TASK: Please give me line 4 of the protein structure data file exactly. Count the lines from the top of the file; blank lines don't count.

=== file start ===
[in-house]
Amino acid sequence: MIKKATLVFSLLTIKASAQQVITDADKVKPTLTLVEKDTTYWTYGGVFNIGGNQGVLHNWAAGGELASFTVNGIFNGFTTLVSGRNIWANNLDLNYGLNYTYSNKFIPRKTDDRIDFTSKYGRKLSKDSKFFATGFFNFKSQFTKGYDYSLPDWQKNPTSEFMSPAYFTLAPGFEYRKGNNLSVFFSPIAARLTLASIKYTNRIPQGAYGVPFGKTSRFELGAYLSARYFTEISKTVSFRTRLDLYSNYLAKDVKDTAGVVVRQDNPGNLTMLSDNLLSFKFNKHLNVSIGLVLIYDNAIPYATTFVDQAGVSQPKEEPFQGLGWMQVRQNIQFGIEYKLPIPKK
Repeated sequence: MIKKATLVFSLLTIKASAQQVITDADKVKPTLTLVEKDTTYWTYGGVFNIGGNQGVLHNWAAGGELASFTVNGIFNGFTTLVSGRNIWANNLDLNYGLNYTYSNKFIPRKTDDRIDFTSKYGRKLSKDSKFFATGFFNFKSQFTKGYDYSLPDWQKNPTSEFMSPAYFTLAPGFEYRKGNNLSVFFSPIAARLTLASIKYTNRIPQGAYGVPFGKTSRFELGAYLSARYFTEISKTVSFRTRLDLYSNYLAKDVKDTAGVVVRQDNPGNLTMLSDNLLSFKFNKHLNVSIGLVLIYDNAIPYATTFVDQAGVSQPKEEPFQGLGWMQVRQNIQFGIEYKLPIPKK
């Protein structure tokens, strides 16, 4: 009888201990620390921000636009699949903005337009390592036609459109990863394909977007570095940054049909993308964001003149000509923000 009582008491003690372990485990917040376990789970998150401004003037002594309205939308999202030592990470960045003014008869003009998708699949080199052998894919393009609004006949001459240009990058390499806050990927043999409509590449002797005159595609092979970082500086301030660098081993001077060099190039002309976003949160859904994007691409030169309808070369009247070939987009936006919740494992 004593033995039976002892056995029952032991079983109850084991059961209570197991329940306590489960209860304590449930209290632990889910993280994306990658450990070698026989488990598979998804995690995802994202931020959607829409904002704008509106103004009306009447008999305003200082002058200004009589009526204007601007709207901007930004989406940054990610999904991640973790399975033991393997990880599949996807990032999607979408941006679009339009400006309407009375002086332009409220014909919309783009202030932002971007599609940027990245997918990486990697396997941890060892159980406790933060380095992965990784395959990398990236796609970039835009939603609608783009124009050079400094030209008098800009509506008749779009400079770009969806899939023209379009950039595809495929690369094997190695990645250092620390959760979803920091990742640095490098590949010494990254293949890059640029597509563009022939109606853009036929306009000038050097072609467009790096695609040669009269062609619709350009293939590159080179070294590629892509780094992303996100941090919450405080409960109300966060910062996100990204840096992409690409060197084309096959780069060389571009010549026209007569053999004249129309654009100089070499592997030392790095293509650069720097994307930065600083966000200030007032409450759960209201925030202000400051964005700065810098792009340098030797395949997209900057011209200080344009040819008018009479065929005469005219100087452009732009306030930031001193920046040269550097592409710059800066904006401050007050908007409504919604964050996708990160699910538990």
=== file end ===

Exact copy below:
């Protein structure tokens, strides 16, 4: 009888201990620390921000636009699949903005337009390592036609459109990863394909977007570095940054049909993308964001003149000509923000 009582008491003690372990485990917040376990789970998150401004003037002594309205939308999202030592990470960045003014008869003009998708699949080199052998894919393009609004006949001459240009990058390499806050990927043999409509590449002797005159595609092979970082500086301030660098081993001077060099190039002309976003949160859904994007691409030169309808070369009247070939987009936006919740494992 004593033995039976002892056995029952032991079983109850084991059961209570197991329940306590489960209860304590449930209290632990889910993280994306990658450990070698026989488990598979998804995690995802994202931020959607829409904002704008509106103004009306009447008999305003200082002058200004009589009526204007601007709207901007930004989406940054990610999904991640973790399975033991393997990880599949996807990032999607979408941006679009339009400006309407009375002086332009409220014909919309783009202030932002971007599609940027990245997918990486990697396997941890060892159980406790933060380095992965990784395959990398990236796609970039835009939603609608783009124009050079400094030209008098800009509506008749779009400079770009969806899939023209379009950039595809495929690369094997190695990645250092620390959760979803920091990742640095490098590949010494990254293949890059640029597509563009022939109606853009036929306009000038050097072609467009790096695609040669009269062609619709350009293939590159080179070294590629892509780094992303996100941090919450405080409960109300966060910062996100990204840096992409690409060197084309096959780069060389571009010549026209007569053999004249129309654009100089070499592997030392790095293509650069720097994307930065600083966000200030007032409450759960209201925030202000400051964005700065810098792009340098030797395949997209900057011209200080344009040819008018009479065929005469005219100087452009732009306030930031001193920046040269550097592409710059800066904006401050007050908007409504919604964050996708990160699910538990």